Waste and recycling services are among the most visible services councils run. Resident satisfaction levels with local waste management can be a barometer for overall satisfaction with the council. Councils have financial incentives to reduce landfill through the landfill tax, and there are the wider issues of tackling climate change through increasing recycling and discouraging flytipping. It follows that excellent digital services to support council activity in this area, including good information about the range of recycling options should be a high priority. It is also the case that rubbish and recycling is the single most important category for enquiries to council websites, and growing, accounting for more than 17% of visits according to data from Socitm’s Website Performance service.
County councils in England only.
This task was tested for all sites on a an iPhone 6 Plus. Generally county councils perform well on this task, with 78% providing a good or very good service, despite the known challenges of presenting information on mobile devices, especially where it involves a map facility. One council that performed well in all other respects slipped down to 2 stars because it had not updated information about closure of one of its facilities. We make no apology for this: failing to update this sort of information will seriously inconvenience any customers who end up making wasted journeys with cars loaded with rubbish.
Check ‘coverage’ to see if your council has been surveyed. Go to councils page and select your council. Look for link to task report under 2016-17 results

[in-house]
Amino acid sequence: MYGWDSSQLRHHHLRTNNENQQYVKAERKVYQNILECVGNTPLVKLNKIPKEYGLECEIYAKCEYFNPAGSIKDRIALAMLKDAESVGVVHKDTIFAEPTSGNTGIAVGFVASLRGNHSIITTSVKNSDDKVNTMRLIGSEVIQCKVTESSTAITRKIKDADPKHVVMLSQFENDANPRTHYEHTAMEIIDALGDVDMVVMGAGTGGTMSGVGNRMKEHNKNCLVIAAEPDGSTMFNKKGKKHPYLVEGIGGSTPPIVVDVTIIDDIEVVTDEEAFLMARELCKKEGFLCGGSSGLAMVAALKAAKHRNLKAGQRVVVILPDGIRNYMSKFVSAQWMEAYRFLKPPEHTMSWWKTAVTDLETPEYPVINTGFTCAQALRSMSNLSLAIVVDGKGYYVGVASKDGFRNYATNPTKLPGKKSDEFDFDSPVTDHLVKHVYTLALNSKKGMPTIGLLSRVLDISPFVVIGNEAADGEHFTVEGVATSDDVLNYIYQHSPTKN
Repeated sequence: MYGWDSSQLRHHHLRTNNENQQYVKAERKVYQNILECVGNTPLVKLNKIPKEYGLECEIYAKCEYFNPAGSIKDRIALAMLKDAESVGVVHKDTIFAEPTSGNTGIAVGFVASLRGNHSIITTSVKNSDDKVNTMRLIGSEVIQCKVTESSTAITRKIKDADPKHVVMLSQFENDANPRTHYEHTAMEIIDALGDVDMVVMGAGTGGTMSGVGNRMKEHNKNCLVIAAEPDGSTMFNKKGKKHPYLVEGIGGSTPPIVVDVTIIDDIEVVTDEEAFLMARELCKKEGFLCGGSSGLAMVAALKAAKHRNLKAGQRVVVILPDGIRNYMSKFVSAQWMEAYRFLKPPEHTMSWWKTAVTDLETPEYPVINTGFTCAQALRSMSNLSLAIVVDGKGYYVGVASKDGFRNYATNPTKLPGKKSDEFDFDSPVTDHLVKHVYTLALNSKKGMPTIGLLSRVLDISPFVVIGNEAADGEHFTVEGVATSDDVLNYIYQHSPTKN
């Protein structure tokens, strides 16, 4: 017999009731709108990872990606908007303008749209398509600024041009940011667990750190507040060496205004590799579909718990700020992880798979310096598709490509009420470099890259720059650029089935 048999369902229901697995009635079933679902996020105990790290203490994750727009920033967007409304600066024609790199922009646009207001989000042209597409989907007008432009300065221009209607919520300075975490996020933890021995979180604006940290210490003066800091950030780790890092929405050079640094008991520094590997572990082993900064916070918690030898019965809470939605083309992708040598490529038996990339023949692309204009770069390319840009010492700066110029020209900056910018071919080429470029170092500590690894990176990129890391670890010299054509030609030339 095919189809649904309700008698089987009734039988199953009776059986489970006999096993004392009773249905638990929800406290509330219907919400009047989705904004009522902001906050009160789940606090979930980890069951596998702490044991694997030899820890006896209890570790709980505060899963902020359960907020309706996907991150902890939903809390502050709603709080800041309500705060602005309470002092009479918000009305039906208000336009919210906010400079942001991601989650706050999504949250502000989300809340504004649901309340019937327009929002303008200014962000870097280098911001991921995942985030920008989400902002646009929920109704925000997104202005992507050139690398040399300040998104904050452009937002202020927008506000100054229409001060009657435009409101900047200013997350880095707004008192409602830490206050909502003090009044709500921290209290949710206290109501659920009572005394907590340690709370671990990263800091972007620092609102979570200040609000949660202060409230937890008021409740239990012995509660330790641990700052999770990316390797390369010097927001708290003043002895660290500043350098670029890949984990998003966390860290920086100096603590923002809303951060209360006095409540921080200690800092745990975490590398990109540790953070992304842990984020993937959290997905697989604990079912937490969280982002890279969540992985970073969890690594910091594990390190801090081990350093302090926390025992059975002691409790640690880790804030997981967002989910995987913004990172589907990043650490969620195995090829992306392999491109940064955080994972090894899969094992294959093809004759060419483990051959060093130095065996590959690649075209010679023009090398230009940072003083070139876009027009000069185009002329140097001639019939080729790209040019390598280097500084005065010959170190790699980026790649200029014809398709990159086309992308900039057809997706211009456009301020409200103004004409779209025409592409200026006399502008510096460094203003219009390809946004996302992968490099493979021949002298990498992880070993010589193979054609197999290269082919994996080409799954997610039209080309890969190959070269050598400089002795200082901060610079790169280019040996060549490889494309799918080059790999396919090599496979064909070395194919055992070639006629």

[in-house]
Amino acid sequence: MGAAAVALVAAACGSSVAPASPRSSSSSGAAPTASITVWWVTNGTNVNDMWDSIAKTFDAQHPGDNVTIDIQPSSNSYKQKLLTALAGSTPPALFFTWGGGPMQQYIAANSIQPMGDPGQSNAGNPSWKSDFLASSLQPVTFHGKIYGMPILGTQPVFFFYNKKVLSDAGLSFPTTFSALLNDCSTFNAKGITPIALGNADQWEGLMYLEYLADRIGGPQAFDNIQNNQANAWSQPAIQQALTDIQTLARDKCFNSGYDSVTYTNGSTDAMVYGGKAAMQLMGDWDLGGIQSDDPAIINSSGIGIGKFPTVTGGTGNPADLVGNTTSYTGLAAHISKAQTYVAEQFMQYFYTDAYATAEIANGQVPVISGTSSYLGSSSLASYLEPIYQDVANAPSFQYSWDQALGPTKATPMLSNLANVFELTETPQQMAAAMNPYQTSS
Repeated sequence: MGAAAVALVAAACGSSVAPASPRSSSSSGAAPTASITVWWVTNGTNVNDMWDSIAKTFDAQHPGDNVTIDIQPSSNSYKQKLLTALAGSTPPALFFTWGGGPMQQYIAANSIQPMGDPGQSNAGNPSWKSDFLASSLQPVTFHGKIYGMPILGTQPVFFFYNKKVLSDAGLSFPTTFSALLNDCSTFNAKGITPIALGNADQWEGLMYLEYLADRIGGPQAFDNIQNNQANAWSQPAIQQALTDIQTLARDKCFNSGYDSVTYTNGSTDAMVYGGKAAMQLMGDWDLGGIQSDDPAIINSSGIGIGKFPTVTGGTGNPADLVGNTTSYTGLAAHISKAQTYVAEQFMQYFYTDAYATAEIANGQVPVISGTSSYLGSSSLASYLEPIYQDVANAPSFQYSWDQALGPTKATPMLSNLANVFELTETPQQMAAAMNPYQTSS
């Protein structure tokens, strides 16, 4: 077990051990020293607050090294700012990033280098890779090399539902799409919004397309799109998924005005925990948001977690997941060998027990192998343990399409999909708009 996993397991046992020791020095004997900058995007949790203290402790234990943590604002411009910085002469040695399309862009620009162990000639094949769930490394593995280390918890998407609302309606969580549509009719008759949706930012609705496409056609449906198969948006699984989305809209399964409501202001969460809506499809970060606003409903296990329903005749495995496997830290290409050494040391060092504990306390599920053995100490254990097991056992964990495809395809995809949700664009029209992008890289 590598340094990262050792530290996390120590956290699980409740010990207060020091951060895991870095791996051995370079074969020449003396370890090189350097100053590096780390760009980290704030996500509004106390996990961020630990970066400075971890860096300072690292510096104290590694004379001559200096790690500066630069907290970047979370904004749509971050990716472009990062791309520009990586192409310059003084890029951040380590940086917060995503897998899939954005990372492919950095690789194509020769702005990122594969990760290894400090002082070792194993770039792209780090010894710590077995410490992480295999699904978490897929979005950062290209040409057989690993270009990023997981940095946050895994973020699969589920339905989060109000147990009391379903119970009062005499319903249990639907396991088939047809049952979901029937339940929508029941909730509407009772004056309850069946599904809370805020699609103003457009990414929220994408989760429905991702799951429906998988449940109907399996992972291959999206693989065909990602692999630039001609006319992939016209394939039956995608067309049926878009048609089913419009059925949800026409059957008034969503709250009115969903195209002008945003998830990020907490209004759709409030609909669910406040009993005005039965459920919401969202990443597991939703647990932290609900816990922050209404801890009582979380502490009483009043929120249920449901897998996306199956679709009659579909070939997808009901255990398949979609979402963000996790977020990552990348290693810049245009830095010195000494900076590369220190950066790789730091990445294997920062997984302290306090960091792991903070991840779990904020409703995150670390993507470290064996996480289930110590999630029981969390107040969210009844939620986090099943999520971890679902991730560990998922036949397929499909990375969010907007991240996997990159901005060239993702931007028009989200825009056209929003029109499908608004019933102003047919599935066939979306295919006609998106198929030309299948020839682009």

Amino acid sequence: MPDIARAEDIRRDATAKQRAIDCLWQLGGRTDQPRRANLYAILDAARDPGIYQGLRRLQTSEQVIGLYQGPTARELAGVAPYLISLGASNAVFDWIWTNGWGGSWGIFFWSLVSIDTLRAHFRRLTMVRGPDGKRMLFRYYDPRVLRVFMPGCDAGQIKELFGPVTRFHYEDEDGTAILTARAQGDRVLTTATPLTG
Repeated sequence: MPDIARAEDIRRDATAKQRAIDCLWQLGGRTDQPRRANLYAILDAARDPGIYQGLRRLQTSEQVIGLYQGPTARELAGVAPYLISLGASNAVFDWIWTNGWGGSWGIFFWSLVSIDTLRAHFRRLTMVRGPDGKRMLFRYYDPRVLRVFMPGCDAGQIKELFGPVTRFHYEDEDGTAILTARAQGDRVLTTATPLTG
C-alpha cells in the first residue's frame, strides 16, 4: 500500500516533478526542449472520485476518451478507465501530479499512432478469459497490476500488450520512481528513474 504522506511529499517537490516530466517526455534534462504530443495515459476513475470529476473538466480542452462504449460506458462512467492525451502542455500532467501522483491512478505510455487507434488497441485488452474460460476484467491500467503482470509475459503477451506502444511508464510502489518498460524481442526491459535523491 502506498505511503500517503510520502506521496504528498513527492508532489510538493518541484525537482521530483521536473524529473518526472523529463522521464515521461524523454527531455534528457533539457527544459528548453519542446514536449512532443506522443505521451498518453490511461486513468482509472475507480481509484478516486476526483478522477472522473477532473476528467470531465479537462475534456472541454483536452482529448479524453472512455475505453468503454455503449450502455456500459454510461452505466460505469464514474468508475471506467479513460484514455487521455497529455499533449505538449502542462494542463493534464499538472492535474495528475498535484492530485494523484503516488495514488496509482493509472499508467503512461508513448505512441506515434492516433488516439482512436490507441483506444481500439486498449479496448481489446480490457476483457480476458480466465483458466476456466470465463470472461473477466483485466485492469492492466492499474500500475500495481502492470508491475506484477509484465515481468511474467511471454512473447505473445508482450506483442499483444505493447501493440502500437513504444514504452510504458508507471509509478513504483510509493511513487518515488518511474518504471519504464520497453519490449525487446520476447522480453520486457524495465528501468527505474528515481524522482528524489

Provide a good or very good online service based on this survey
Better connected rankings
*Discrepancies in the figures are due to rounding off
NB Question highlighted in red is an ‘essential question’ that must be answered correctly for the council to meet the standard for this task. Questions highlighted in blue affect star ranking
|Questions to be answered "Yes"|
|• Would you recommend that other councils look at this implementation as an example of good practice?||44%|
|• Does a Google search lead me to the task?||96%|
|• Are the opening hours for the facility clearly stated?||96%|
|• Is it clear when the facility will be closed over the Christmas and New Year period?||93%|
|• Is it clear that recycling sites are for domestic householders only ?||81%|
|• Is clear information provided about waste that is accepted at this site?||93%|
|• Is a useful location map provided to help me find the recycling centre?||89%|
|• Is information given about other recycling options ?||70%|
|• Is it clear how you might obtain assistance if required?||67%|